Student Spotlight: Sean Sibley
We continue with our series featuring the nine graduate students who received research fellowships to focus on research last summer. Sean Sibley, MSN, APRN, FNP-C, CNE, Clinical Assistant Faculty & FNP Program Coordinator in the University of Maine School of Nursing and a Ph.D. candidate in Nursing Education took time to answer a few questions about the impact of the award, his experience at UMaine and plans for the future.
What led you to UMaine and to your major?
I came to UMaine as a recent high school graduate to study nursing and theater after taking many early college courses. I grew up in the area and wanted to study close to home. UMaine offers so many value-added experiences including student clubs, organizations, and diversity of academic opportunities. I was set on a career in the helping professions and thought I would pursue pre-medical studies. Nursing was a profession that my guidance counselor recommended and I’m grateful for that push! The bigger question is what has kept me at UMaine. Each role I have taken on as a student employee first, and now professional employee, has led to exciting work and continued education. UMaine is full of passion, mentors, and innovation. From first teaching as adjunct faculty, to now being a PhD candidate in nursing education, UMaine is a second home to me.
What is a short description of the research project you are involved in? How did the IoM fellowship make a difference?
Using the IoM fellowship as a springboard, I completed a systematic review of the literature. My current research is on the topic of simulation-based education in nurse practitioner preparation. This is an emerging area and there is limited research on the topic. To support future research, funding proposals, and policy, I wanted to get this rigorous review out to the community to support evidence-informed teaching and learning. The IoM fellowship supported me financially, but also features the importance of soundly educating nurse practitioners to address healthcare quality and access gaps in the United States.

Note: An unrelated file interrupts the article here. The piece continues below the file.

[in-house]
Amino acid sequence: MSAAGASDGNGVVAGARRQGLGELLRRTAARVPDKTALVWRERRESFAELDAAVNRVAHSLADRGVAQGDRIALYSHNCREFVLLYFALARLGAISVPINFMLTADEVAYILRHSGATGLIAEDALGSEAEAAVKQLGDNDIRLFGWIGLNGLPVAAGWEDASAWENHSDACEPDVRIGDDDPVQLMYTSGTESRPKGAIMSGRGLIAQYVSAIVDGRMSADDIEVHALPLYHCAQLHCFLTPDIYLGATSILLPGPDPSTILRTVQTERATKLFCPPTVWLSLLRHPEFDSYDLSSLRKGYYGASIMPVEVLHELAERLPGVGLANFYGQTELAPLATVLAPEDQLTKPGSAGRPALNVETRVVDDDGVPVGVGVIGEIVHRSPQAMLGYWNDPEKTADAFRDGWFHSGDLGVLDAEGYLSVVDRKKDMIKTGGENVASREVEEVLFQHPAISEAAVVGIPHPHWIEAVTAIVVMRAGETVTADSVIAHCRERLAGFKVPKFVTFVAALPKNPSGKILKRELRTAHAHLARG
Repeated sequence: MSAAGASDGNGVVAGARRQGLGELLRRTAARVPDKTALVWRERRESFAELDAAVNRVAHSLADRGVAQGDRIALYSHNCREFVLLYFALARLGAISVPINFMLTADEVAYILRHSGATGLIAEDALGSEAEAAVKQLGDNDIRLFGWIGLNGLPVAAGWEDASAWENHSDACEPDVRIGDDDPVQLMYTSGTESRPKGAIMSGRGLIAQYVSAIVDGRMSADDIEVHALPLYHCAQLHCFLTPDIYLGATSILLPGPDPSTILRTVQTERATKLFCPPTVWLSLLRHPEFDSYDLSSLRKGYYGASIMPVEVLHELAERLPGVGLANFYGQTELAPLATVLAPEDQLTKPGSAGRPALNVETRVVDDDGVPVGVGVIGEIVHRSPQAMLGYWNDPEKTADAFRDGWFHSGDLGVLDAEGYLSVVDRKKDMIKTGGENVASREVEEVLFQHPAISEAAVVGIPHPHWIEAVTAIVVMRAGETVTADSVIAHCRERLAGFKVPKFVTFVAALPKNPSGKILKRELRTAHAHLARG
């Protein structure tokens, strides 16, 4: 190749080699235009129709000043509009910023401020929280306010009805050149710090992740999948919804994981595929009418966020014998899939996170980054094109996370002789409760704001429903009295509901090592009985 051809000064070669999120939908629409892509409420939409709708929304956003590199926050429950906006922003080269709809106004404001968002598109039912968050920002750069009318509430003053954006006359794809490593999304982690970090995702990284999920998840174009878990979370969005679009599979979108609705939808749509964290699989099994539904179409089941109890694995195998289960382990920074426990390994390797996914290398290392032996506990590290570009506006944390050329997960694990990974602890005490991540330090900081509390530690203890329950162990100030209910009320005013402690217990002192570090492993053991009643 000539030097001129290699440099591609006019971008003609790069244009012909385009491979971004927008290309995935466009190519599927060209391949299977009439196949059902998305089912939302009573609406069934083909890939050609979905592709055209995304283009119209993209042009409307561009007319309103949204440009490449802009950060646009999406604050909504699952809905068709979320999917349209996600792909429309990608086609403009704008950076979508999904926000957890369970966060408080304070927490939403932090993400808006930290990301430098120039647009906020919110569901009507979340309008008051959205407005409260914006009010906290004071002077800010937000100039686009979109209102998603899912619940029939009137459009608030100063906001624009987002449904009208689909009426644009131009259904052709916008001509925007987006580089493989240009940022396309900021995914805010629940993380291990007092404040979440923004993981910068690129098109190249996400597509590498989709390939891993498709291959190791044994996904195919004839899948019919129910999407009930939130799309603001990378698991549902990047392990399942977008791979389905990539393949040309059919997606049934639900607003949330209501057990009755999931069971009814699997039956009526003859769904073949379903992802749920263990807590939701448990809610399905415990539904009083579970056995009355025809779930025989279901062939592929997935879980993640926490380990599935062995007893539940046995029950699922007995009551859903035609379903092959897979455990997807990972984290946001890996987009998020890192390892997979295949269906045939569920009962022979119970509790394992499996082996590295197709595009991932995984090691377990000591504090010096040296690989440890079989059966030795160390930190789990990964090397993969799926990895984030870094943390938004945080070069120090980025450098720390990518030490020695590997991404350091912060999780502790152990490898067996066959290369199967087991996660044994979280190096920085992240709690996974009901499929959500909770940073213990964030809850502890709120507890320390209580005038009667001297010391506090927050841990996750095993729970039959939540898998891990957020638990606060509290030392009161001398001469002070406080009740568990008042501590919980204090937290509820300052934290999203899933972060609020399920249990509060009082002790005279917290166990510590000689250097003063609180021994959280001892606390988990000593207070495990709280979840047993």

Did you select it or was it in progress?
The systematic review was inevitable to set the stage for future research on the topic, but the fellowship was a catalyst for timely completion.
What are some of your research tasks?
Quality systematic reviews follow best practice guidelines including Preferred Reporting Items for Systematic reviews and Meta-Analyses (PRISMA), and select quality review criteria (e.g., AMSTAR, JBI). Designing a review protocol is also a big undertaking and is a publication in itself. One key takeaway from this research project is the importance of partnering with a librarian who has review experience! Many thanks to Jen Bonnet for writing search strategies and having them peer reviewed by colleagues. As a team, we employed the use of Rayyan to efficiently and blindly screen search results; this is a program I would highly recommend for your next review.
What were some exciting, rewarding moments, and some setbacks?
The biggest setback realizing this was an empty review. This outcome did allow for a robust discussion about the state of science on the topic and future considerations.
What are your future plans in this area? At UMaine or after leaving UMaine
I will continue to teach and research in the School of Nursing at UMaine.
Would you like to recognize one or more faculty members, advisors, or administrative staff for their help?
Quality reviews include blinded screening of results for inclusion and exclusion criteria. Dr. Kelley Strout was a steadfast mentor and reviewed all of these search results with me. Also, Jen Bonnet as librarian was integral to the project.
Can you see this research continued by others?
Absolutely! There needs to be continued appraisal and review of the literature to guide best practice.
Will it have clinical applications?
The nurse practitioner profession is growing rapidly in response to healthcare needs and is especially needed in medically underserved communities in Maine. Simulation-based education has promise to help fill gaps in current learning modalities, but is resource intensive and lacking evidence. This systematic review will add to the support for designing more robust research studies and move simulation-based education forward to strengthen our future healthcare workforce.